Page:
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The Red Folder is a resource to help faculty and staff recognize, respond to, and refer students in distress. It contains important tips and information about campus and community resources to support UConn students.
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Recognize Distress

Recognize Distress

UConn faculty and staff are in a position where they have frequent contact with students and may be the first to see that something seems off. Learn the indicators of student distress.



Each situation is different. Learn important tips on effective ways to respond to a student in distress.



Expressing concern and connecting the student to the appropriate resources is important. Determine what the student needs using the Response Protocol below.

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recognize distress

Recognize Distress

Be on the lookout for the following signs of distress, their intensity and frequency.


  • Sudden decline in work quality and grades 
  • Frequently missed classes and assignments 
  • Bizarre, disturbing, or otherwise concerning content in writing or presentations 
  • Repeated classroom disruptions 
  • Continuously coming to you for personal rather than academic counseling


  • Noticeable changes in physical appearance including hygiene, grooming, sudden weight loss/gain
  • Excessive sleepiness or falling asleep in class 
  • Visibly under the influence of alcohol or other drugs 
  • Seeming disoriented or confused 


  • Repeated tearfulness
  • Panic symptoms 
  • Self-disclosure of personal distress (e.g. family conflict, financial problems, depression, grief, thoughts of suicide) 
  • Verbal abuse  
  • Expressions of concern by other students 

Risk related

  • Unprovoked anger or hostility 
  • Implying or making a direct threat to self or others 
  • Academic assignments dominated by themes of death, extreme hopelessness, helplessness, isolation, rage, violence, self-injury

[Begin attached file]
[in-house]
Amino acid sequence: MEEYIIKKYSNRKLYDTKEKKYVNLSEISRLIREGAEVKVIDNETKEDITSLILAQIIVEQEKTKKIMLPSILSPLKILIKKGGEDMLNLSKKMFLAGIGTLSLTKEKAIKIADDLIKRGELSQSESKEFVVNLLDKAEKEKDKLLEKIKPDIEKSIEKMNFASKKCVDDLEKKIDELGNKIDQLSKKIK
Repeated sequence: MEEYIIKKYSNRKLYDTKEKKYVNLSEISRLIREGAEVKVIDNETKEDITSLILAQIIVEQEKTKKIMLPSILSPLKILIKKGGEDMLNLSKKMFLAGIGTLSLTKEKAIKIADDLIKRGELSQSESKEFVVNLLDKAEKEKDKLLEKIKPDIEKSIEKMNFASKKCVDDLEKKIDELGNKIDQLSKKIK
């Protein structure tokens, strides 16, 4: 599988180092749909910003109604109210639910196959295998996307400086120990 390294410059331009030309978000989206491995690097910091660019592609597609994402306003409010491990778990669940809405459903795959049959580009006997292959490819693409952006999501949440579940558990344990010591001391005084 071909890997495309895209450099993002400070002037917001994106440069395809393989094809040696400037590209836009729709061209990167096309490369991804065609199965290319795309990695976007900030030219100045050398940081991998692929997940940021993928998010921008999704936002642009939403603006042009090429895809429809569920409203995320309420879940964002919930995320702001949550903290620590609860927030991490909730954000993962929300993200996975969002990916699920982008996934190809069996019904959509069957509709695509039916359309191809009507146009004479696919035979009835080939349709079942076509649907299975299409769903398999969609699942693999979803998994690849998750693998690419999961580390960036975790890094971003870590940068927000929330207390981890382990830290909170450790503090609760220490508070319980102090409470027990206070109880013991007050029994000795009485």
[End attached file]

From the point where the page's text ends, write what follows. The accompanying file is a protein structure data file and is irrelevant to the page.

• Communicating threats via email, text, social media or phone calls 
recognize distress


Use the following important tips when responding to a distressed student.

Safety First

  • If there is an imminent danger to the student, you, or others, call Campus Police or 911.
  • Stay Calm. Take a few deep breaths. Use a calm voice when talking and asking questions.

Be Proactive

  • If you notice that something seems off, engage students early on. Waiting could mean that the problem gets worse before you see them again.

Direct Questions and Active Listening

  • Ask Direct Questions. Inquire directly if the student is having thoughts of harm to themselves, suicide, or thoughts of hurting others.
  • Active Listening. Give the student your full attention. Restate or summarize what the students says so that they feel understood.

Seek Consultation

recognize distress


Expressing concern and connecting the student to the appropriate resources is important. Determine what the student needs using the Response Protocol below.

Where Should You Refer a Student in Distress?

red folder decision tree

Dean of Students:

Graduate School:

Consult and/or refer to Student Health and Wellness

Report to CARE Team



Please note the following resources to your students can use to succeed. Some of them are campus specific.

Regional Campuses

Crisis Lines

National Suicide Prevention Lifeline (English)········································ 988

Línea de vida nacional para la prevención del suicidio(Spanish)······800-628-9454

Veterans Crisis Line··························································································800-273-8255

Crisis Text 24 hour Crisis line ····································································TEXT:  741741

The Trevor Project: Suicide Hotline for LGBTQ Youth·····················866-488-7386

Mobile Assessment Services ······································································860-297-0999

CT Sexual Assault Crisis Hotline ·······························································888-999-5545

Domestic Violence Hotline ··········································································860-527-0550

Emergency Shelter ··························································································211